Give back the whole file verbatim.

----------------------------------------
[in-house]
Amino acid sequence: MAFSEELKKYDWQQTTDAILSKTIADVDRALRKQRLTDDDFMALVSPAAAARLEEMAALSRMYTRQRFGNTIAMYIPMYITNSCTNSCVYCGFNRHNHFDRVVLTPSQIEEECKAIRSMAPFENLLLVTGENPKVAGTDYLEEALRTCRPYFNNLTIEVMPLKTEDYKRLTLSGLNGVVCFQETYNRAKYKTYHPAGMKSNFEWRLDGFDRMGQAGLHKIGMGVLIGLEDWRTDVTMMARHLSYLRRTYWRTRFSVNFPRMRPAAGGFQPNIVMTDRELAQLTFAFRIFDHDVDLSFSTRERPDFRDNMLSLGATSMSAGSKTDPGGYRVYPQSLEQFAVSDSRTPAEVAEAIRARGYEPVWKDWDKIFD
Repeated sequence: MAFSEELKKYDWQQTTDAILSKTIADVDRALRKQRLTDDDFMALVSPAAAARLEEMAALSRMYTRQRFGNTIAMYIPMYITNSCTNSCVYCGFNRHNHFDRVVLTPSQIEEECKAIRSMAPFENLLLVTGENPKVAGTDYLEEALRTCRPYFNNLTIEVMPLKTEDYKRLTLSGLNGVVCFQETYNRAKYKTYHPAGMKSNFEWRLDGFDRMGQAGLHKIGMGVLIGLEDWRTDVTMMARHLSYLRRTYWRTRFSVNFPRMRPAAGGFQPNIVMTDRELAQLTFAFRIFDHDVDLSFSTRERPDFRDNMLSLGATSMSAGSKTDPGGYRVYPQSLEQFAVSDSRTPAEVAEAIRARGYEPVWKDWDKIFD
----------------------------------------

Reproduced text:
[in-house]
Amino acid sequence: MAFSEELKKYDWQQTTDAILSKTIADVDRALRKQRLTDDDFMALVSPAAAARLEEMAALSRMYTRQRFGNTIAMYIPMYITNSCTNSCVYCGFNRHNHFDRVVLTPSQIEEECKAIRSMAPFENLLLVTGENPKVAGTDYLEEALRTCRPYFNNLTIEVMPLKTEDYKRLTLSGLNGVVCFQETYNRAKYKTYHPAGMKSNFEWRLDGFDRMGQAGLHKIGMGVLIGLEDWRTDVTMMARHLSYLRRTYWRTRFSVNFPRMRPAAGGFQPNIVMTDRELAQLTFAFRIFDHDVDLSFSTRERPDFRDNMLSLGATSMSAGSKTDPGGYRVYPQSLEQFAVSDSRTPAEVAEAIRARGYEPVWKDWDKIFD
Repeated sequence: MAFSEELKKYDWQQTTDAILSKTIADVDRALRKQRLTDDDFMALVSPAAAARLEEMAALSRMYTRQRFGNTIAMYIPMYITNSCTNSCVYCGFNRHNHFDRVVLTPSQIEEECKAIRSMAPFENLLLVTGENPKVAGTDYLEEALRTCRPYFNNLTIEVMPLKTEDYKRLTLSGLNGVVCFQETYNRAKYKTYHPAGMKSNFEWRLDGFDRMGQAGLHKIGMGVLIGLEDWRTDVTMMARHLSYLRRTYWRTRFSVNFPRMRPAAGGFQPNIVMTDRELAQLTFAFRIFDHDVDLSFSTRERPDFRDNMLSLGATSMSAGSKTDPGGYRVYPQSLEQFAVSDSRTPAEVAEAIRARGYEPVWKDWDKIFD